What is the CNIL's position in terms of encryption?

18 July 2017

The question of the balance between the protection of personal data, technological innovation and monitoring is at the centre of numerous concerns, especially following the revelations of Edward Snowden on mass surveillance. 

Encryption: security element of information assets

The Internet is a public, open network, which has become the medium of the majority of our communication. Against a backdrop of the increasing digitisation of our societies and the exponential growth of cyber-threats, encryption is a vital element of our security. It also contributes to the robustness of our digital economy and its basic elements, namely data of a personal nature, the protection of which is guaranteed by article 8 of the Charter of Fundamental Rights of the European Union.

Consequently, it is essential to:

  • Protect individuals and their private lives in order to guarantee their fundamental rights;
  • Protect the information systems of companies and States, as breaches of these systems may lead to grave economic or political harm or grave consequences in terms of public security;
  • Promote the rise of the digital economy, via the notions of confidence and security, in order to stimulate innovation and growth;
  • Maintain the competitiveness of national stakeholders in the cybersecurity industry to support the economy.

Cybersecurity is a vehicle for confidence and innovation. Protecting personal data in the digital world, with the help of encryption, is also about protecting a fundamental right and, beyond that, exercising individual freedoms in this world.

Accessing data in the context of legal proceedings

In France, there are already regulations relating to cryptology methods and a well-established legal framework concerning different types of access to computer data in the context of legal proceedings.

This framework authorises digital requisitions, access to connection data, the interception of correspondence, audio-visual recordings, capturing computer data displayed on the screen or entered by keyboard, and even the recourse to technical experts in the case of encrypted data. These measures are applicable without prejudice to the possibility, for the legal authorities, of relying on the technical means that judicial police bodies have.

The obligation, for individuals, to cooperate with the authorities

In addition, criminal law has incentives concerning the handing over of decryption keys, regarding defendants or third parties such as cryptography service providers if they have knowledge of the secret decryption agreement.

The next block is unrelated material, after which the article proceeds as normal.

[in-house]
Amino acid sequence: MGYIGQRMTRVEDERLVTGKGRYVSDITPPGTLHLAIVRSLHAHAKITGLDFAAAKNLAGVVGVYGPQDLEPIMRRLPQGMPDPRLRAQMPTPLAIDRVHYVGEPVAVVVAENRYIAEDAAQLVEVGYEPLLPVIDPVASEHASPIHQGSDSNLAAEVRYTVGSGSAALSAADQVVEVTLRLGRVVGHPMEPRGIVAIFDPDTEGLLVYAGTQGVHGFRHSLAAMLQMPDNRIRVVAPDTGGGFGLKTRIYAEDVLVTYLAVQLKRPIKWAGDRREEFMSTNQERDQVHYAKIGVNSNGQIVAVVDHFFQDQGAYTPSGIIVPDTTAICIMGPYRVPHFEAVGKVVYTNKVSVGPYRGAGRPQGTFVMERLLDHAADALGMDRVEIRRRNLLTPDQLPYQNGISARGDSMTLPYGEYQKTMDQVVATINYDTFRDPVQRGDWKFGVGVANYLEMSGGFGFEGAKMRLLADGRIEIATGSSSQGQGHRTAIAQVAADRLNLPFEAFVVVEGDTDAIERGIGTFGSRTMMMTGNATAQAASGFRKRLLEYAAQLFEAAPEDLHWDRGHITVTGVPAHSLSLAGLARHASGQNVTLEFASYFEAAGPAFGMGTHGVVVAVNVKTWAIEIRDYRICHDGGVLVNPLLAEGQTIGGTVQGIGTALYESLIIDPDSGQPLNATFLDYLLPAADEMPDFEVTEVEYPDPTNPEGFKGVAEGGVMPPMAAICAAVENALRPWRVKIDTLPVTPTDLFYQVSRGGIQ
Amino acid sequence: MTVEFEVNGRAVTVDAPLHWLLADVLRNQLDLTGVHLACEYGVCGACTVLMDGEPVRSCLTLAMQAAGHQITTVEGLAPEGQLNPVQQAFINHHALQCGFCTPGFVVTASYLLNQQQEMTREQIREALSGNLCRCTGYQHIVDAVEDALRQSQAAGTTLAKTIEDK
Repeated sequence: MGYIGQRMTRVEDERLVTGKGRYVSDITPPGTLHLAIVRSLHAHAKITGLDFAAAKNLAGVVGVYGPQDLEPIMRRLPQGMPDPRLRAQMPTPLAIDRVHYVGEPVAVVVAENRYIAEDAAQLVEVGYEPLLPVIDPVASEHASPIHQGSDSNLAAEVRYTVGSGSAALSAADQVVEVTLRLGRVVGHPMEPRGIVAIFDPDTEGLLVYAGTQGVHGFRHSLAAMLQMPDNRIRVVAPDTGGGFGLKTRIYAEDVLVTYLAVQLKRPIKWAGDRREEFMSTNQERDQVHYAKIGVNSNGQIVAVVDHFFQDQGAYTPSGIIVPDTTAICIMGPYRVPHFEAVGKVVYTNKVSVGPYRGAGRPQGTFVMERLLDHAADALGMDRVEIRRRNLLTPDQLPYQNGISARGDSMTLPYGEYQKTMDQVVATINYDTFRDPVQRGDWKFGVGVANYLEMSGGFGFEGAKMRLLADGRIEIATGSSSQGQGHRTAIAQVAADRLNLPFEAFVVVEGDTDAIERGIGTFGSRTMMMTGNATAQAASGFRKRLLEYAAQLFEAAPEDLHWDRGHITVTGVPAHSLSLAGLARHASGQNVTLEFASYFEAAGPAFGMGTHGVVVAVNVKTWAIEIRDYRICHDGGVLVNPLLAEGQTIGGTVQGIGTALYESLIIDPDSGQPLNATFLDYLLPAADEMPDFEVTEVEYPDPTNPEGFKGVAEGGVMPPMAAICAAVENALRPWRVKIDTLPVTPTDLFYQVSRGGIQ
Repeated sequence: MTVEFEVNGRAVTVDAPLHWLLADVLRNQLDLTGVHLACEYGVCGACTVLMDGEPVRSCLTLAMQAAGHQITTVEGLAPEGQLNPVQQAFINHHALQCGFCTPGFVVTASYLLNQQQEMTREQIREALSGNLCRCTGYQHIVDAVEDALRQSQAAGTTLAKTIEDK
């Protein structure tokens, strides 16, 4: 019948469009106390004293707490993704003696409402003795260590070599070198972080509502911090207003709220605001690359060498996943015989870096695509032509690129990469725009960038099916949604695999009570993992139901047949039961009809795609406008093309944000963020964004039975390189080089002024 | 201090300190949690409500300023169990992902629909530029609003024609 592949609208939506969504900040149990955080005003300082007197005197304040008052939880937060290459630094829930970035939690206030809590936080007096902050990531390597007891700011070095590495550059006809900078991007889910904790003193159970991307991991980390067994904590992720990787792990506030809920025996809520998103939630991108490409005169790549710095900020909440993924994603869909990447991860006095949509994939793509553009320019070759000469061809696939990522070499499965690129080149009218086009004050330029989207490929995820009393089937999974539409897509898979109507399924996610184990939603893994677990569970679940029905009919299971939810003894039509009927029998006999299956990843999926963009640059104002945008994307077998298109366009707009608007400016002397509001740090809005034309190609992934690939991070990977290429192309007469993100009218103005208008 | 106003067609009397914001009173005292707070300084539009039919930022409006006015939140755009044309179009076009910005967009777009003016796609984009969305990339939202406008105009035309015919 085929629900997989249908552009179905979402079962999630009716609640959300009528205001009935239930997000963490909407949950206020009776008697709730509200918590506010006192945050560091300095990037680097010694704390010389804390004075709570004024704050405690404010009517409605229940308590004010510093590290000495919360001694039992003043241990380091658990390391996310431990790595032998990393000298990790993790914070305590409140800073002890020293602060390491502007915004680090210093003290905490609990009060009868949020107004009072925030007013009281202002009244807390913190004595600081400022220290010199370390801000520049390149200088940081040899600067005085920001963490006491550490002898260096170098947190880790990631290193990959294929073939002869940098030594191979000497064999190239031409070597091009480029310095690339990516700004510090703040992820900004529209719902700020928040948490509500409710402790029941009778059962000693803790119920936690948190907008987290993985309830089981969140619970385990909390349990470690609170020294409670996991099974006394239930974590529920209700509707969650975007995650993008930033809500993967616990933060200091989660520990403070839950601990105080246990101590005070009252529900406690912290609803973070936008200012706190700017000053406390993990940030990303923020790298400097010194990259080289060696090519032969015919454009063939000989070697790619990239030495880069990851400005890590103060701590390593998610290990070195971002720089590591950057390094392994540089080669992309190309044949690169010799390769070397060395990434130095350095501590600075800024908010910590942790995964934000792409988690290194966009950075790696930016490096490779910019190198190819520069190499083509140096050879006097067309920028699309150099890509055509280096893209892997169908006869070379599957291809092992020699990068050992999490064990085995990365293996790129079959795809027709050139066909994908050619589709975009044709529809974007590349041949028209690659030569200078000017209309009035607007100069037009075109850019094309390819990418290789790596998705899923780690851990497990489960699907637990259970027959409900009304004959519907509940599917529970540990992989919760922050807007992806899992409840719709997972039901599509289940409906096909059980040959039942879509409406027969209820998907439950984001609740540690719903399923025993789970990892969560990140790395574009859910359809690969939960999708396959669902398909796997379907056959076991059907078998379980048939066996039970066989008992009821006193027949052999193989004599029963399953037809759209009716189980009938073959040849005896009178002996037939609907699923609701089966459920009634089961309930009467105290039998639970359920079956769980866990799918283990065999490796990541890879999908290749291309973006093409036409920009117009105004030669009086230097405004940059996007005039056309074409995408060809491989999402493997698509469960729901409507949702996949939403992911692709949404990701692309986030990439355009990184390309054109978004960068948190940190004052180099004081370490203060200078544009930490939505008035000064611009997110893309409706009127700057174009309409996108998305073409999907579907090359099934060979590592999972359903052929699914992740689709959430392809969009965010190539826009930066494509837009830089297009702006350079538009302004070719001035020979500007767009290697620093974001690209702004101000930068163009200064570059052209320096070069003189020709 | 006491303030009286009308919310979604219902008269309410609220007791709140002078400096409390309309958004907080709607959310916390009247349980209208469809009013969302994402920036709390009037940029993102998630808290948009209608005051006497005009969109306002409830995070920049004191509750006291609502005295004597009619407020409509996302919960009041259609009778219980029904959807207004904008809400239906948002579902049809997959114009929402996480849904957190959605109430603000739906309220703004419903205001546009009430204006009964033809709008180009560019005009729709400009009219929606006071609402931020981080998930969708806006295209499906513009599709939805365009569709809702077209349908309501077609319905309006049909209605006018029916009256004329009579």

The law can require the communication of any data, whether computing or not, whatever its medium (software, file, processing, cloud, etc.), from any individual. It is the same for the provision of decryption keys or decrypted data to the legal authorities, by the individuals concerned or by third parties, and strengthened sentences are in place for individuals refusing to hand them over.

However, these measures cannot force the defendants to provide the data useful to the investigation. The right to not self-incriminate is a fundamental right which has its origin in the European Convention on Human Rights and in the case law of the European Court.

The limits on using backdoors

Recent news has led to a debate on the relevance of introducing, via national law, backdoors or a master key, ultimately allowing access to data contained in a system protected by an encryption solution presented as in the hands of the user. Such a measure would raise numerous questions:

  • It would create a collective risk tending to weaken the security level of individuals faced with the extent of the cybercriminal phenomenon, while it would not technically stop people with malicious intent from continuing to use encryption solutions on an individual basis to protect the confidentiality of their communications and their stored data;
  • It would not, in all probability, be very robust over the long-term, faced with attacks from States or organised crime, all the more so given that it would be necessary to exchange the secret or the keys between authorities;
  • It would be very complex to implement, in a safe way, while the applications are wide-spread and globalised.

Robust encryption solutions, completely under the user's control, contribute to the balance and the security of the digital ecosystem. The introduction of backdoors or master keys would lead to a weakening of the security of technical solutions deployed currently, which would be damaging to the information assets of companies, the stability of the digital economy's ecosystem and the protection of individual freedoms.

Consequently, the CNIL considers that:


  • Encryption contributes to the resilience of our digital societies and our information assets;
  • In the context of legal proceedings, there are already numerous means allowing the authorities to access and analyse the content of interest to an investigation or useful to the establishment of the truth;
  • Defendants and third parties are required to cooperate with the authorities;
  • The implementation of backdoors or master keys would weaken the future of the digital ecosystem.  

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